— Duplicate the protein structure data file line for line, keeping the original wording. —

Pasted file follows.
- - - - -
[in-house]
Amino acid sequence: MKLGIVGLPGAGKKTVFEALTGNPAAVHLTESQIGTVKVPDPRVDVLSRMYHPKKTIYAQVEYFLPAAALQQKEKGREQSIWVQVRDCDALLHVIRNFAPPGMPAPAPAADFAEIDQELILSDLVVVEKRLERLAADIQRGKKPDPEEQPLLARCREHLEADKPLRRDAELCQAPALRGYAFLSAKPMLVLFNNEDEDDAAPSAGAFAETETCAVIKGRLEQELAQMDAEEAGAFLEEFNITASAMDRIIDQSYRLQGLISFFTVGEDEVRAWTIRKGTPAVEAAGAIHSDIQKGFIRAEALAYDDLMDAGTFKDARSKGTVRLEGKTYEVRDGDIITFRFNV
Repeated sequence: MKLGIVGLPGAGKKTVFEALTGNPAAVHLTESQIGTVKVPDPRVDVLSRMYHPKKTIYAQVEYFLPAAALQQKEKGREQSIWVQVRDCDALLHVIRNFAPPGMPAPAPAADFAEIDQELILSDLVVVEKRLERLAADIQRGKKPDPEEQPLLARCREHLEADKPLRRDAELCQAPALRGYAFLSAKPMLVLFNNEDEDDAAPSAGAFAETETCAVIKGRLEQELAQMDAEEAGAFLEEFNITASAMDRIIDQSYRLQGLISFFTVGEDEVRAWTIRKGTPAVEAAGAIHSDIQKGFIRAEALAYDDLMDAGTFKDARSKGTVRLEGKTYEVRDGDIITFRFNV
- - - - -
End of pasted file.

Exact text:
[in-house]
Amino acid sequence: MKLGIVGLPGAGKKTVFEALTGNPAAVHLTESQIGTVKVPDPRVDVLSRMYHPKKTIYAQVEYFLPAAALQQKEKGREQSIWVQVRDCDALLHVIRNFAPPGMPAPAPAADFAEIDQELILSDLVVVEKRLERLAADIQRGKKPDPEEQPLLARCREHLEADKPLRRDAELCQAPALRGYAFLSAKPMLVLFNNEDEDDAAPSAGAFAETETCAVIKGRLEQELAQMDAEEAGAFLEEFNITASAMDRIIDQSYRLQGLISFFTVGEDEVRAWTIRKGTPAVEAAGAIHSDIQKGFIRAEALAYDDLMDAGTFKDARSKGTVRLEGKTYEVRDGDIITFRFNV
Repeated sequence: MKLGIVGLPGAGKKTVFEALTGNPAAVHLTESQIGTVKVPDPRVDVLSRMYHPKKTIYAQVEYFLPAAALQQKEKGREQSIWVQVRDCDALLHVIRNFAPPGMPAPAPAADFAEIDQELILSDLVVVEKRLERLAADIQRGKKPDPEEQPLLARCREHLEADKPLRRDAELCQAPALRGYAFLSAKPMLVLFNNEDEDDAAPSAGAFAETETCAVIKGRLEQELAQMDAEEAGAFLEEFNITASAMDRIIDQSYRLQGLISFFTVGEDEVRAWTIRKGTPAVEAAGAIHSDIQKGFIRAEALAYDDLMDAGTFKDARSKGTVRLEGKTYEVRDGDIITFRFNV